Ellen Lloyd - AncientPages.com - The only way to get to this spectacular and huge underground city was via well-hidden tunnels which started at the nearby Mtkvari river.
The cave city of Vardzia is a monastery complex dug into the side of the Erusheli Mountain in southern Georgia near Aspindza.
Founded in 1185 by Queen Tamar it served as a protection of the fearsome and brutal Mongols who slaughtered people at the time.
Queen Tamar who was crowned “King” was the most famous woman in Georgian history
Queen Tamara (1169-1212), who reigned from 1184 to 1212 ruled over the largest territory ever to come under the control of Georgia; during her reign, the kingdom stretched from Azerbaijan, north of present-day Iran, to the borders of Cherkessia, in the North Caucasus.
Queen Tamar of Georgia
Queen Tamar was enthroned as ruler of Georgia at the age of eighteen. She was called “King” because her father had no male heir and so she ruled as a monarch and not as a consort.
Tamar was married twice, her first union being, from 1185 to 1187, to the Rus' prince Yuri, whom she divorced and expelled from the country, defeating his subsequent attempts at a coup. For her second consort, Tamar chose, in 1191, the Alan prince David Soslan, by whom she had two children, George and Rusudan, the two successive monarchs on the throne of Georgia.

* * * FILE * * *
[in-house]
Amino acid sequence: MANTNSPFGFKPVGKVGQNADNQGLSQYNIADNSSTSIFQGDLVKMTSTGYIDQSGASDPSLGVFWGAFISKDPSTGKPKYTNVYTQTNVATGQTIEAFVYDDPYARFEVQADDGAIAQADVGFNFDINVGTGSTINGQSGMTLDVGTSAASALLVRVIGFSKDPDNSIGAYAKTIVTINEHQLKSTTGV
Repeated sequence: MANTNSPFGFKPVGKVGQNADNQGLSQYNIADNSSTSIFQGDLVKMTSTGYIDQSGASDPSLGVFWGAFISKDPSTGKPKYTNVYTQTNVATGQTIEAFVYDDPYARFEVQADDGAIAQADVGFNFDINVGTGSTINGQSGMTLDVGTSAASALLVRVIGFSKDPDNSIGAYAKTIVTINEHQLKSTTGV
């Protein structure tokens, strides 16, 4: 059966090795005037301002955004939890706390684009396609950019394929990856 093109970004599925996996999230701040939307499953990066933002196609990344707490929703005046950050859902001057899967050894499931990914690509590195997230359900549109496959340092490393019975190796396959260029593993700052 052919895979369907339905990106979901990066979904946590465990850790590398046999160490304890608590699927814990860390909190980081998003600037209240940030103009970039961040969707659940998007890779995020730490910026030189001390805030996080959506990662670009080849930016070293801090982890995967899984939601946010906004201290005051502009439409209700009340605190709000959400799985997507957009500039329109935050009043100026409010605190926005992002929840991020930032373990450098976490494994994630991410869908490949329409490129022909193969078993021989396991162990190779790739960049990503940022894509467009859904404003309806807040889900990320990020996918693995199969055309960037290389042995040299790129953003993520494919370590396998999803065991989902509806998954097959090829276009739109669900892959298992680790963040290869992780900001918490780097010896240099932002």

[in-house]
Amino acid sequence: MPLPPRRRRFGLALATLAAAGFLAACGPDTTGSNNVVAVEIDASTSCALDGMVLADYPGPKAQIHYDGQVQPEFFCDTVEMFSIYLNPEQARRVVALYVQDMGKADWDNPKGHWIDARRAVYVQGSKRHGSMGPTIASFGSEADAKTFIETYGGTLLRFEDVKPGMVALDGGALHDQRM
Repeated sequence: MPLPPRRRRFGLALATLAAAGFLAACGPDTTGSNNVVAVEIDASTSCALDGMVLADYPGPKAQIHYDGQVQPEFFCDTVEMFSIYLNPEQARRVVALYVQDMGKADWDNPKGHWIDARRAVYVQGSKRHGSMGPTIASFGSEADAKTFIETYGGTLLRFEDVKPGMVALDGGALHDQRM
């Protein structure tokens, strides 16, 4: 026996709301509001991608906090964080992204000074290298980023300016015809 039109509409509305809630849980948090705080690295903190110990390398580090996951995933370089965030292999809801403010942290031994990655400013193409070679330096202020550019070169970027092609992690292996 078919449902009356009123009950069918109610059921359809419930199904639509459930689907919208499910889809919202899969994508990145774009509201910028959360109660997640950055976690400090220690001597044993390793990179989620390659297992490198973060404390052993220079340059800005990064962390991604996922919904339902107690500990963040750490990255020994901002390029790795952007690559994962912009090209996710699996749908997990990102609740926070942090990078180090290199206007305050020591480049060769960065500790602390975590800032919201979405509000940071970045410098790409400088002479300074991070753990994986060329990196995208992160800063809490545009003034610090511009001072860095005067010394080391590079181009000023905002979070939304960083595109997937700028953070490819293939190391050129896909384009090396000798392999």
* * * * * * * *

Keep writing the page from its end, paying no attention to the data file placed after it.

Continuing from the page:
Tamar's association with the period of political and military successes and cultural achievements, combined with her role as a female ruler, has led to her idealization and romanticization in Georgian arts and historical memory. She remains an important symbol in Georgian popular culture and has been canonized by the Georgian Orthodox Church as the Holy Righteous King Tamar.
The huge cave monastery complex
The Vardzia monastery consisted of over six thousand apartments in a thirteen-story complex. The city included a church, a throne room, and a complex irrigation system watering terraced farmlands. A complex irrigation system watering terraced farmlands was also constructed and in some tunnels, the old irrigation pipes still bring drinkable water.
Image credit: GeorgiaAbout.com
The glorious days of Vardzia did not last for very long. This magnificent place was never destroyed by the Mongols, but Mother Nature was not kind to the caves. Less than one hundred years after the Vardzia monastery was built a powerful earthquake in 1283 caused two-thirds of the cave system to collapse.
Despite this disaster, the monastery continued until 1551 but was then attacked and pillaged by the Persian Sash Tahmasp who killed all of the monks. It was then that Vardzia was finally abandoned.
In modern days, the monastery is maintained by a small group of zealous monks and there is a growing desire to save this significant and beautiful place.
The monastery can be visited by tourists for a small fee, but if you go there make sure you don’t suffer from claustrophobia because the narrow tunnels and confined spaces might make the visit an uncomfortable experience.
Written by - Ellen Lloyd – AncientPages.com
Copyright © AncientPages.com All rights reserved. This material may not be published, broadcast, rewritten or redistributed in whole or part without the express written permission of AncientPages.com
Expand for references